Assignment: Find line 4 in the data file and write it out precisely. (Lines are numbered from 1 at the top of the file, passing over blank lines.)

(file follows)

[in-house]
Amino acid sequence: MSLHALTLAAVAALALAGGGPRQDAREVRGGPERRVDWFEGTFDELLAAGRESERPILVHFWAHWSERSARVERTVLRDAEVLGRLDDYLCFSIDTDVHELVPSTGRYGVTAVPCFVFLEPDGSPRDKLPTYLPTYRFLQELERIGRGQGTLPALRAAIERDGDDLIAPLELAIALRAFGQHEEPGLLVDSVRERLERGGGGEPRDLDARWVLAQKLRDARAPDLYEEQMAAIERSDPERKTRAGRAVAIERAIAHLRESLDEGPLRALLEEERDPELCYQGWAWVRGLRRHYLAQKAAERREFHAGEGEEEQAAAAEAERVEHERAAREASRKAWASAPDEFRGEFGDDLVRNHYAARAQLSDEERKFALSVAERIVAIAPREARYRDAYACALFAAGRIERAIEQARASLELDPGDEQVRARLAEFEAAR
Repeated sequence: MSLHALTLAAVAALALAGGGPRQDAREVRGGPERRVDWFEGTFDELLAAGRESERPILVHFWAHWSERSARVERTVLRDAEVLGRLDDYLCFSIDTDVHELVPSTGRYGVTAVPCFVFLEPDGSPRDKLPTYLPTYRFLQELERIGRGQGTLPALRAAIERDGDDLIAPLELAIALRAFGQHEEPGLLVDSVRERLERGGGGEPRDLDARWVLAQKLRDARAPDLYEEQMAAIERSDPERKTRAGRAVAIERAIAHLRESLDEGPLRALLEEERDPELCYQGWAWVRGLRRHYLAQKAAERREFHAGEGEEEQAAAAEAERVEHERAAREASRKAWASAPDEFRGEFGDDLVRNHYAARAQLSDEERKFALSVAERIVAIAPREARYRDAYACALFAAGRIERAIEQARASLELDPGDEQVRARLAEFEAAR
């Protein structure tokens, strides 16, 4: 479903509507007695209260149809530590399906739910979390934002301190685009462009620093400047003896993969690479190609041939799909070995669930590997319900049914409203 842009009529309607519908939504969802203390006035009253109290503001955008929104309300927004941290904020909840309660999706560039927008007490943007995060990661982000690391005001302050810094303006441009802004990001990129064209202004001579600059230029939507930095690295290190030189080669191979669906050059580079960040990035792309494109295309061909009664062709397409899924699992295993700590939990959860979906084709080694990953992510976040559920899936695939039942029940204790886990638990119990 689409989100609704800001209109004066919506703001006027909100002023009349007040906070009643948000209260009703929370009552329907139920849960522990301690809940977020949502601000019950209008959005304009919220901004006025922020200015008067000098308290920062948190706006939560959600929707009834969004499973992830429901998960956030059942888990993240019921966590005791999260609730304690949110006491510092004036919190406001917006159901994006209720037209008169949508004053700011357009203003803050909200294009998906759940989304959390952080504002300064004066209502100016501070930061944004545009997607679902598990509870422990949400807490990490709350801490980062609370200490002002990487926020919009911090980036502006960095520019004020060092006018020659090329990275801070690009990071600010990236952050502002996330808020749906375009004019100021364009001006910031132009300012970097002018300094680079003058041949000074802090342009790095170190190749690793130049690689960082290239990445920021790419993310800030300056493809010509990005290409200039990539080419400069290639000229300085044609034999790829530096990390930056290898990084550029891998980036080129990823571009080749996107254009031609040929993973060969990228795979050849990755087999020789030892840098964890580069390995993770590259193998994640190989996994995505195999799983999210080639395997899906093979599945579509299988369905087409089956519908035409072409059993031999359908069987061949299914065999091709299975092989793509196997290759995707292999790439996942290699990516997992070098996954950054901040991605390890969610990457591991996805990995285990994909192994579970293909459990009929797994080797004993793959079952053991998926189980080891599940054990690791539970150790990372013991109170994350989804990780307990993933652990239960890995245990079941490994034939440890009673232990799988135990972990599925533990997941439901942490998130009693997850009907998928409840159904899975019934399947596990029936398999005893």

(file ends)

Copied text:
């Protein structure tokens, strides 16, 4: 479903509507007695209260149809530590399906739910979390934002301190685009462009620093400047003896993969690479190609041939799909070995669930590997319900049914409203 842009009529309607519908939504969802203390006035009253109290503001955008929104309300927004941290904020909840309660999706560039927008007490943007995060990661982000690391005001302050810094303006441009802004990001990129064209202004001579600059230029939507930095690295290190030189080669191979669906050059580079960040990035792309494109295309061909009664062709397409899924699992295993700590939990959860979906084709080694990953992510976040559920899936695939039942029940204790886990638990119990 689409989100609704800001209109004066919506703001006027909100002023009349007040906070009643948000209260009703929370009552329907139920849960522990301690809940977020949502601000019950209008959005304009919220901004006025922020200015008067000098308290920062948190706006939560959600929707009834969004499973992830429901998960956030059942888990993240019921966590005791999260609730304690949110006491510092004036919190406001917006159901994006209720037209008169949508004053700011357009203003803050909200294009998906759940989304959390952080504002300064004066209502100016501070930061944004545009997607679902598990509870422990949400807490990490709350801490980062609370200490002002990487926020919009911090980036502006960095520019004020060092006018020659090329990275801070690009990071600010990236952050502002996330808020749906375009004019100021364009001006910031132009300012970097002018300094680079003058041949000074802090342009790095170190190749690793130049690689960082290239990445920021790419993310800030300056493809010509990005290409200039990539080419400069290639000229300085044609034999790829530096990390930056290898990084550029891998980036080129990823571009080749996107254009031609040929993973060969990228795979050849990755087999020789030892840098964890580069390995993770590259193998994640190989996994995505195999799983999210080639395997899906093979599945579509299988369905087409089956519908035409072409059993031999359908069987061949299914065999091709299975092989793509196997290759995707292999790439996942290699990516997992070098996954950054901040991605390890969610990457591991996805990995285990994909192994579970293909459990009929797994080797004993793959079952053991998926189980080891599940054990690791539970150790990372013991109170994350989804990780307990993933652990239960890995245990079941490994034939440890009673232990799988135990972990599925533990997941439901942490998130009693997850009907998928409840159904899975019934399947596990029936398999005893």